We know, too much of anything is toxic. Hence, the accumulation of Glycogen and fat hinders the function of organs like liver and kidney.
In the case of type 3 Cori disease/Forbes disease, a distinct part of the gene, called Exon3, carries two mutations that cause the debranching enzyme to malfunction.
As a debranching enzyme is responsible for the decomposition of Glycogen, it leads to toxic accumulation.
Andersen disease (type 4) affects the GBE1 gene that codes for glycogen branching enzyme leading to large amounts of abnormal Glycogen accumulated, causing severe conditions like liver cirrhosis, which is ‘doctor’ for scarring.
Types 1, 3, and 4 are far more common in comparison to other types.
Most often, all different types have a combination of some common symptoms in varying intensities.
As the age of onset is rather young in the case of Glycogen Storage Diseases, doctors generally ask the parents about symptoms showcased by their child and call for relevant tests.
Blood tests and MRI/ultrasound scans are routine. In some cases, a biopsy of a suspected organ might be required for confirmatory diagnosis.
Genetic testing has evolved over time and is performed to confirm the diagnosis.
This is extremely helpful in the case of couples who have observed a family history of Glycogen Storage Disease.
Seeking genetic counseling before planning a family will help provide a clearer picture of the chance of occurrence in their case.
Carrier testing for at-risk family members and prenatal diagnosis have led to significant changes in family planning.
The treatment options are specific to the type of GSD diagnosed with the patient.
Generally, it includes major dietary restrictions.
Uncooked corn starch can be a good feed to children over two years of age, as corn starch can promise a slow release of glucose.
This is fed in small portions throughout the day.
For type 1, elimination of food which is high in lactose and fructose is advised (that's pretty much everything tasty, from mozzarella to maple syrup).
Allopurinol is prescribed if there is a risk of kidney stones or gout, as it reduces the levels of uric acid in the blood.
Some extreme cases like the type 4 of GSD could require liver transplant depending on the extent of the condition.
When the patient is prone to frequent muscle cramps during exercise, a high protein diet is advised.
In some cases, the intake of glucose and fructose is advised. And of course, as their muscles are now more susceptible to damage, over-exhausting the body is a big No-No.
Unfortunately, prevention is barely an option.
As this is a genetic condition, the only way of prevention is to ‘not pass on the genes’.
Parents can seek genetic counseling to check if both carry the defective gene as it takes two to tango in this case.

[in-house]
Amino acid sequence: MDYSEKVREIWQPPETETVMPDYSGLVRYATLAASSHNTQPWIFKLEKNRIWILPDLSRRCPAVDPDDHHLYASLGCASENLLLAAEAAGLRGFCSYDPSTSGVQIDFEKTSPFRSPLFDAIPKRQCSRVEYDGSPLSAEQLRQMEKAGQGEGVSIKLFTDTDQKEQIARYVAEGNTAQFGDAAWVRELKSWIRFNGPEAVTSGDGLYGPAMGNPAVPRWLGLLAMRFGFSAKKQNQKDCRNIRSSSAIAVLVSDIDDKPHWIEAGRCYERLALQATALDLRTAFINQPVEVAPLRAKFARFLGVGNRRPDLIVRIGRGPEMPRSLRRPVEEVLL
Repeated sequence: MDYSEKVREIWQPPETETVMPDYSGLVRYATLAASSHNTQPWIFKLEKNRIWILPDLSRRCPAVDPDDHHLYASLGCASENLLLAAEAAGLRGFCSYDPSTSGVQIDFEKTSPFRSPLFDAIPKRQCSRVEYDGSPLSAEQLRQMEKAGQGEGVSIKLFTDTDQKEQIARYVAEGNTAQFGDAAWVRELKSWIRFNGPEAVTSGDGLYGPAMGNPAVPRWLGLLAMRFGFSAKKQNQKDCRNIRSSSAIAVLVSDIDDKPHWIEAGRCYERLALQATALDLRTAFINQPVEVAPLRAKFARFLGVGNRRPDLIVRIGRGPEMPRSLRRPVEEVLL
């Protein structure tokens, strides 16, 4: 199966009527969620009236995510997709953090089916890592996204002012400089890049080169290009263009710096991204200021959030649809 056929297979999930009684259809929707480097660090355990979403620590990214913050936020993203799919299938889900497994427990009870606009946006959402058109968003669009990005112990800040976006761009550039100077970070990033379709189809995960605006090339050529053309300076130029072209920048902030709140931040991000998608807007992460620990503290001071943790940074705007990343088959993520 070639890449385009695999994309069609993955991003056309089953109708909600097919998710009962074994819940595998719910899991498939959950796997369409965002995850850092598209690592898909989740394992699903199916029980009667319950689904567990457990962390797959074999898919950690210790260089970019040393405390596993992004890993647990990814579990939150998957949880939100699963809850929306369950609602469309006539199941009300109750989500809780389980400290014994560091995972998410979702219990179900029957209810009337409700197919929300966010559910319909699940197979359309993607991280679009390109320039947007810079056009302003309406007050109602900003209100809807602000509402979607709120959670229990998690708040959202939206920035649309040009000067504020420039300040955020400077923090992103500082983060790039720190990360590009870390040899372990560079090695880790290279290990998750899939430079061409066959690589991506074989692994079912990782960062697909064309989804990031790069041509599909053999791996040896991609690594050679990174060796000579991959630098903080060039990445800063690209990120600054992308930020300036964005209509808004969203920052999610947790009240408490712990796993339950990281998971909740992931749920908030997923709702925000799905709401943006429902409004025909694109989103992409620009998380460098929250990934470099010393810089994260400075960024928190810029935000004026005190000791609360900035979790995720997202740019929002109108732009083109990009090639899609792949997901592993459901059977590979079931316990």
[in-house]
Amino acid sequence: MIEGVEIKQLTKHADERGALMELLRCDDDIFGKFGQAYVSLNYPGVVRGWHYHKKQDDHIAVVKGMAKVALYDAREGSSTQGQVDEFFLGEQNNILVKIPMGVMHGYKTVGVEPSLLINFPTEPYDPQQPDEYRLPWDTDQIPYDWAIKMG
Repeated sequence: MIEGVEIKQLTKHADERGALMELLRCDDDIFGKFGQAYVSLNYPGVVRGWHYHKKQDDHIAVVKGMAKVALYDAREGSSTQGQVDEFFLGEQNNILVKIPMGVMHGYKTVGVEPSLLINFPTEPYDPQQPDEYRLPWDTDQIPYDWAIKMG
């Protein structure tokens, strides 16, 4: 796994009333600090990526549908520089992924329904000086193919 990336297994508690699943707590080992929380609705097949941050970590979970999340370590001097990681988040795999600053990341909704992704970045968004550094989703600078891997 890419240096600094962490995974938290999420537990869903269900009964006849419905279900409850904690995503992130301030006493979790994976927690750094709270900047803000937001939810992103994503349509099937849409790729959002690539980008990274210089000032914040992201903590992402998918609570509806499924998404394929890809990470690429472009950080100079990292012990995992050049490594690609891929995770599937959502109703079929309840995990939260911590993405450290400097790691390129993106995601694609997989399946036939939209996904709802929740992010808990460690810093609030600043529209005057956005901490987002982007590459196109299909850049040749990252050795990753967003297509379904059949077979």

But we have come a long way with the prognosis of the condition.
The unawareness of the disease’s details led medical researchers to believe GSD to be a fatal condition until the early ’70s.
People now live long and normal lives with significant dietary shifts.
This barely seems like a change in the millennial world of Keto and Atkins!
Speaking of Keto and Atkins, Glycogen is the secret quarterback in the low-carb diet game.
Glycogen storage and weight loss have a strange love story.
A typical healthy liver in an individual can hold up to 400 grams of glycogen and muscle cells, about 100 grams.
As glycogen and water co-exist in a 1:3 ratio, there are 3 grams of water present for every gram of glycogen.
This is the real reason behind the initial weight loss observed when any sort of low-carb diet is practiced.
It would rather be ideal for comparing body fat percentage or keeping track of monthly weight changes, for getting a better measure of body change as opposed to this initial quick loss of weight.
The body stores about 1500-2000 calories of Glycogen typically.
With a low-carb diet, the body uses this up and has little or no reservoir of energy. Possibly dehydrated.
This can lead to a constant state of fatigue in some extreme cases that could potentially damage the liver as it would be exposed to undue stress.
So we should be cautious when we make such lifestyle changes and always seek professional guidance.
In the case of sportsmen, a low-carb diet could lead to quick use of the stored Glycogen, especially the ones stored in the muscles.
This leads to a case of muscle fatigue and, in extreme cases, will lead to a phenomenon known as “hitting the wall”. Glycogen is also brain food.
So severe lack of Glycogen leads to cognitive symptoms like confusion, disorientation when you have a “bonk” during exercise.
Though there is cutting current edge research to discover new enzyme replacement therapies and gene therapies, this spectrum of diseases affects many lives.
But once again, we are hopeful that genomics will save the day!